Mind reading

One is doing this when they make snap judgments about others. Mostly people are making assumptions about others motivations, feelings, and attitudes when the are employing this distorted thinking style. Often mind reading assumptions are based on projections, or self attributes that we prefer to not admit or own. We may focus on someone's lateness but overlook our own tendency towards the same problem. We jump to conclusions without collecting more data to verify the reality. As well we tend to overlook our own attributions and attribute personal experience to others.


In this style one takes a small piece of evidence, then expands and dramatizes it to the extreme. A small mistake means you'll never be promoted, a moderate rating means that you'll be RIF'ed, a fight means that the relationship is over. Catastrophizing can be contagious as the emotional reactiveness spreads across those closely associated.


The tendency to relate everything around you to yourself. This can be either negative or positive in the sense that you consider "any success as a result of your contribution," or "any failure is certainly your fault." Comments made by others are interpreted in a personal manner. The boss says "we're falling behind on this project" in a meeting and the personalizer is convinced that he is talking about them. Each experience or conversation is interpreted as a clue to your personal worth or value.

Control Fallacies

Their are two ways this can go. You either see yourself as helpless and externally controlled, or as omnipotent and responsible for everyone around you.

Feeling externally controlled keeps you stuck: "They are doing it to you." Failing to take any personally responsibility tends to keep one stuck in helplessness and leads to serious depression. Focusing on only those things that are beyond your control contributes to this style of thinking.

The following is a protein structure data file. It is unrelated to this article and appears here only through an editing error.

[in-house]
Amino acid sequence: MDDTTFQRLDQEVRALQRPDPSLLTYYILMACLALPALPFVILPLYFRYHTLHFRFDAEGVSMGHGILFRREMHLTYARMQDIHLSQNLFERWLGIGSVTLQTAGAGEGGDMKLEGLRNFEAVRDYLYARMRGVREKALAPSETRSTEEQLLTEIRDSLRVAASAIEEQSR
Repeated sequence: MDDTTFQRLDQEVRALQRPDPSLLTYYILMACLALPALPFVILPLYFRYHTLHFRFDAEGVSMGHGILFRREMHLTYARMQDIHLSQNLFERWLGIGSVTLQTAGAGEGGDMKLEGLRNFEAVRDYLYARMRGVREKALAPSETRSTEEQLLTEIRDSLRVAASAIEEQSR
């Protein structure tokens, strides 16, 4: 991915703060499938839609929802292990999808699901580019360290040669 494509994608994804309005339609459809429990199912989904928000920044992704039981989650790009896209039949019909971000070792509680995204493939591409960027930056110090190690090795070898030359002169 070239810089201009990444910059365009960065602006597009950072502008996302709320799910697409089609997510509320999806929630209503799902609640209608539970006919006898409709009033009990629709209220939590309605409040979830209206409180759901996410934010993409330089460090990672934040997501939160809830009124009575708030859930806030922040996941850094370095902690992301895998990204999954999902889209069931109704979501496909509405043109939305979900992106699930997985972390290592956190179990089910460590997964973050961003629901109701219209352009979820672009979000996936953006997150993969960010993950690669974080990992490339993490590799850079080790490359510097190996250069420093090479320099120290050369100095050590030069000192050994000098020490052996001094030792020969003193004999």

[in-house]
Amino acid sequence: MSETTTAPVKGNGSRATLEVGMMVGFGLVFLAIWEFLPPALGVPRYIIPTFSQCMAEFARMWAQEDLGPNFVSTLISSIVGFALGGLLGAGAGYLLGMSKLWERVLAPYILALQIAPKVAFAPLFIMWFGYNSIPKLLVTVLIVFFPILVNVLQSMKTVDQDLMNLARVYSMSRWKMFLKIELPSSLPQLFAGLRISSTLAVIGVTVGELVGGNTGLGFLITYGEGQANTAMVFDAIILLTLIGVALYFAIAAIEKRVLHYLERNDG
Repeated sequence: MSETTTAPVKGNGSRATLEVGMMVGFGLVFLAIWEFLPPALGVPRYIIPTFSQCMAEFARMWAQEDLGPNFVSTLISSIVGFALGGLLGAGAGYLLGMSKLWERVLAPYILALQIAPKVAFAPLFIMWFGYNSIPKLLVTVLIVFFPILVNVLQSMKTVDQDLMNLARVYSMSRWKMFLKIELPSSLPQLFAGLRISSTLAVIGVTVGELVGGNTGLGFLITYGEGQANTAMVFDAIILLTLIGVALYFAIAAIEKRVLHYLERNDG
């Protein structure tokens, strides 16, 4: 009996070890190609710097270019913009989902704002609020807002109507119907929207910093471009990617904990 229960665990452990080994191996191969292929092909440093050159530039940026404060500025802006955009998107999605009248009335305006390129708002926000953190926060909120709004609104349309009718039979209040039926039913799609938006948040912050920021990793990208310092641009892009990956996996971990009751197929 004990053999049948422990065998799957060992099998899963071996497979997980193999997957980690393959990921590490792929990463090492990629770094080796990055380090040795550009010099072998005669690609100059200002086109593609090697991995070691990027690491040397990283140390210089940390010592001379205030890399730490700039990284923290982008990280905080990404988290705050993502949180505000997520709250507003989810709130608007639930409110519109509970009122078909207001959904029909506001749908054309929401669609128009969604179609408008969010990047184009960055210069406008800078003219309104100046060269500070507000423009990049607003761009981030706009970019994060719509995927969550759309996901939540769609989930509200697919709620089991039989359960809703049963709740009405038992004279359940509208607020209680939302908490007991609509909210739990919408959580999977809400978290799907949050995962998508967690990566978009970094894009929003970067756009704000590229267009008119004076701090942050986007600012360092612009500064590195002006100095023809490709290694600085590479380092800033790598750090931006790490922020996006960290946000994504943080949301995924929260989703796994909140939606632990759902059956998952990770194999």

When one feels responsible for everything and everyone around them there is a tendency to feel the weight of the world on their shoulders. Everyone is depending on you, you cannot make mistakes, and you have to right all wrongs. Failure to live up to these notions creates guilt as well as an exaggerated sense of power.

Add Your Comments


Your assignment this week is to survey this list and select your own most favorite distorted thinking mode. Then brainstorm a new action you can practice to correct it. We'd love to hear your perspective on this important subject. Please click on the Add Your Comments and tell us about it.

Expert Interview
barry shapiro

Facilitators Studio
What is Your Role in the Theatre of Facilitation?

An interview with Barry Shapiro, Extraordinary Facilitator and author of Casting Call In The Theatre of Corporate America

Barry Shapiro, author of Casting Call In The Theatre of Corporate America: The Role of The Extraordinary Facilitator believes that “All the world’s problems can be solved through effectively facilitated conversations.” Barry’s unique approach to facilitation blends foundational principles from organizational development and from acting and theatre.

Listen to this one-hour recorded interview with guest expert Barry Shapiro where we explore the following questions to help you integrate some of these principles into your own practice.

Click here for further details and registration